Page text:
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Cx Monitor: Changes to LEED v2009

| Hannah Walter

As of April 8, 2016 all projects registered under the LEED v2009 BD+C for New Construction rating system will be required to achieve a minimum 18% reduction in energy cost over ASHRAE 90.1-2007. This is an 8% increase over the previous minimum requirement of 10%. Additional increased energy thresholds apply to other ratings systems as well. The USGBC’s release can be found here. This change does not affect any project registered before April 8, 2016.

This increased threshold is intended to be transition between the increased stringency of LEED version 4 which will be mandatory for all projects after October 31, 2016. LEED v4 requires a minimum 5% improvement (3% for renovations, and 2% for core and shell projects) over ASHRAE 90.1-2010. ASHRAE 90.1-2010 is quickly becoming more relevant as local jurisdictions adopt it or the IECC 2012 (or better) as code. So far, 26 states have adopted these more stringent codes. Therefore, a project in those states that only met the 10% minimum over 90.1-2007 technically would not be code compliant buildings.

It should be noted that when transitioning from LEED v2.2 to LEED v2009, in 2007 the USGBC issued a mandate that projects had to achieve a minimum of 2 points under EAp2/EAc1, which equated to a 14% energy cost reduction over ASHRAE 90.1-2004 where the previous minimum was minimally meeting the mandatory and prescriptive sections of 2004 or Chapter 11, energy cost budget. The 18% was not arbitrarily chosen as it equates to the rough difference in cost reduction between 2007 and 2010. LEED v2.2 from January 2006 to June 2009, with the point threshold enforced in June 2007. So though transition to the new standard is much shorter, it is not unexpected as we move into the new rating system for good.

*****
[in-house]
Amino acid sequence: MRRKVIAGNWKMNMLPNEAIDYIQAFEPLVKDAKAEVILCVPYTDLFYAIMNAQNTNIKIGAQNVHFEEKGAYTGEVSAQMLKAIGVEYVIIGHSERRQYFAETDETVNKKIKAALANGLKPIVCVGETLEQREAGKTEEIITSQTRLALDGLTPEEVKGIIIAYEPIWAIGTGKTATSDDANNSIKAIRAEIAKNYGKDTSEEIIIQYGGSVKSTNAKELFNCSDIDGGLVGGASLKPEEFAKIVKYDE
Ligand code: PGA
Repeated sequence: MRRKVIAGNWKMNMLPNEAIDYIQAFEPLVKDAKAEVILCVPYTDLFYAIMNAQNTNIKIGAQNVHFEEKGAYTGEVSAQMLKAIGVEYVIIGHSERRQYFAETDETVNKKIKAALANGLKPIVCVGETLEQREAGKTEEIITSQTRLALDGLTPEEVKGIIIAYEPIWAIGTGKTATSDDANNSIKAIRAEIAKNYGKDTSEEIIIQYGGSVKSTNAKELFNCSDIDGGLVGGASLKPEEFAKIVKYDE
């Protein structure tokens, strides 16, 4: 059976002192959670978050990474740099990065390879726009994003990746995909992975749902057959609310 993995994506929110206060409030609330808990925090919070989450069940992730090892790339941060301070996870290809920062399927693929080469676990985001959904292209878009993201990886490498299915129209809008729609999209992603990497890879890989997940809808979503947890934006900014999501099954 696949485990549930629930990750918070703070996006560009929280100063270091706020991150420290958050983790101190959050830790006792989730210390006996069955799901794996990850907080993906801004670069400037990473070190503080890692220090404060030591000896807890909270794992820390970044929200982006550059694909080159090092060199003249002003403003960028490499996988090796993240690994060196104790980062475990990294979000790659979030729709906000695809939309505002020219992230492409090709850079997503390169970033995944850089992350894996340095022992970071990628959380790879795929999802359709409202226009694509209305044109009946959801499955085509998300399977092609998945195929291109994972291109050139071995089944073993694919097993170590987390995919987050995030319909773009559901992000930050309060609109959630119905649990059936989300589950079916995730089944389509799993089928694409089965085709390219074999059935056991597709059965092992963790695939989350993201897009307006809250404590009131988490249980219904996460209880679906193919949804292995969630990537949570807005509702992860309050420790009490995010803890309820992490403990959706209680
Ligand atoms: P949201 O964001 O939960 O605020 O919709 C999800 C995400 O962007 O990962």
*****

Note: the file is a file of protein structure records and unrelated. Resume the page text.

As with any growth, there may be some pains. But these are necessary for the performance of our projects to continue to improve. Some may be concerned that these performance changes will have added first costs to most LEED projects. However, with proper energy analysis early in the project using energy modeling and Life Cycle Cost Analysis, a project can determine the most efficient and cost-effective design to meet these increased thresholds. If utilized early, these analyses can present alternatives for architectural, lighting and mechanical systems to guide the team to achieving their LEED and energy goals.  Overall, this transition to a higher energy performance threshold for LEED v2009 projects will make project teams aware of upcoming changes that LEED v4 will bring.